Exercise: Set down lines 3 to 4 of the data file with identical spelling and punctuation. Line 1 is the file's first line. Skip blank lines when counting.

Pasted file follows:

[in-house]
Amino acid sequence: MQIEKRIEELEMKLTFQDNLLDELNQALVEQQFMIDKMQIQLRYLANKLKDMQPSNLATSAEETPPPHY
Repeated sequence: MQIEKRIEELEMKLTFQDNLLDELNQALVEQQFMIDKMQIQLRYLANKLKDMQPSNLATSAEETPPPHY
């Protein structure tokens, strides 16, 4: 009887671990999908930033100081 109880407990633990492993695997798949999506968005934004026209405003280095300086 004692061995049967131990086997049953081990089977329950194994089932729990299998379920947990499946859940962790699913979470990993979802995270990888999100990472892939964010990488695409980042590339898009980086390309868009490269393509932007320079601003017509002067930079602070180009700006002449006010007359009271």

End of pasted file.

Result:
Repeated sequence: MQIEKRIEELEMKLTFQDNLLDELNQALVEQQFMIDKMQIQLRYLANKLKDMQPSNLATSAEETPPPHY
């Protein structure tokens, strides 16, 4: 009887671990999908930033100081 109880407990633990492993695997798949999506968005934004026209405003280095300086 004692061995049967131990086997049953081990089977329950194994089932729990299998379920947990499946859940962790699913979470990993979802995270990888999100990472892939964010990488695409980042590339898009980086390309868009490269393509932007320079601003017509002067930079602070180009700006002449006010007359009271």